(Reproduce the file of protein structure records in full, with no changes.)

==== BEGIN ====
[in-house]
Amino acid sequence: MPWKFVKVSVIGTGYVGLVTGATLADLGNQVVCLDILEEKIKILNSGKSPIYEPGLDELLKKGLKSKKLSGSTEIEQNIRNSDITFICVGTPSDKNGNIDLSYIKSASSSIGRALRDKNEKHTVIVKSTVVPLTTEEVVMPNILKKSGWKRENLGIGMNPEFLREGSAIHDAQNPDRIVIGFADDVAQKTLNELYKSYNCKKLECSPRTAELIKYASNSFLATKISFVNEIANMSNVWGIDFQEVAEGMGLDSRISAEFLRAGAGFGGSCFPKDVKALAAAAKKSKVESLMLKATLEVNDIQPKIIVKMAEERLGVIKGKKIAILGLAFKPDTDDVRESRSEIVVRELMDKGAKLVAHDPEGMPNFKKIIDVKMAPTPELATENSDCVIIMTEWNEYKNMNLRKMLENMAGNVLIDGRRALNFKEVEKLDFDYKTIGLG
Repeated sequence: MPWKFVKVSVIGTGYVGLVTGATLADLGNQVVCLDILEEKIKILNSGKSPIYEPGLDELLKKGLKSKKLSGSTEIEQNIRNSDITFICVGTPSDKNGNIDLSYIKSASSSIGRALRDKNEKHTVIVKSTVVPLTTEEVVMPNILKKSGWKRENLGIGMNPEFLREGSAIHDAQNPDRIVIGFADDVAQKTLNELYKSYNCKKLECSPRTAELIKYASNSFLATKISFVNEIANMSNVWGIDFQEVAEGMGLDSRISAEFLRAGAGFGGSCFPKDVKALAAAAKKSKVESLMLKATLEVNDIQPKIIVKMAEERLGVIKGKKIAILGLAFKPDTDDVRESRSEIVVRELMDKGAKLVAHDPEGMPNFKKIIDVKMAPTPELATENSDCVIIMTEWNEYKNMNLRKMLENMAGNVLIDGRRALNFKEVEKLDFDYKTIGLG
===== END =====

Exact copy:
[in-house]
Amino acid sequence: MPWKFVKVSVIGTGYVGLVTGATLADLGNQVVCLDILEEKIKILNSGKSPIYEPGLDELLKKGLKSKKLSGSTEIEQNIRNSDITFICVGTPSDKNGNIDLSYIKSASSSIGRALRDKNEKHTVIVKSTVVPLTTEEVVMPNILKKSGWKRENLGIGMNPEFLREGSAIHDAQNPDRIVIGFADDVAQKTLNELYKSYNCKKLECSPRTAELIKYASNSFLATKISFVNEIANMSNVWGIDFQEVAEGMGLDSRISAEFLRAGAGFGGSCFPKDVKALAAAAKKSKVESLMLKATLEVNDIQPKIIVKMAEERLGVIKGKKIAILGLAFKPDTDDVRESRSEIVVRELMDKGAKLVAHDPEGMPNFKKIIDVKMAPTPELATENSDCVIIMTEWNEYKNMNLRKMLENMAGNVLIDGRRALNFKEVEKLDFDYKTIGLG
Repeated sequence: MPWKFVKVSVIGTGYVGLVTGATLADLGNQVVCLDILEEKIKILNSGKSPIYEPGLDELLKKGLKSKKLSGSTEIEQNIRNSDITFICVGTPSDKNGNIDLSYIKSASSSIGRALRDKNEKHTVIVKSTVVPLTTEEVVMPNILKKSGWKRENLGIGMNPEFLREGSAIHDAQNPDRIVIGFADDVAQKTLNELYKSYNCKKLECSPRTAELIKYASNSFLATKISFVNEIANMSNVWGIDFQEVAEGMGLDSRISAEFLRAGAGFGGSCFPKDVKALAAAAKKSKVESLMLKATLEVNDIQPKIIVKMAEERLGVIKGKKIAILGLAFKPDTDDVRESRSEIVVRELMDKGAKLVAHDPEGMPNFKKIIDVKMAPTPELATENSDCVIIMTEWNEYKNMNLRKMLENMAGNVLIDGRRALNFKEVEKLDFDYKTIGLG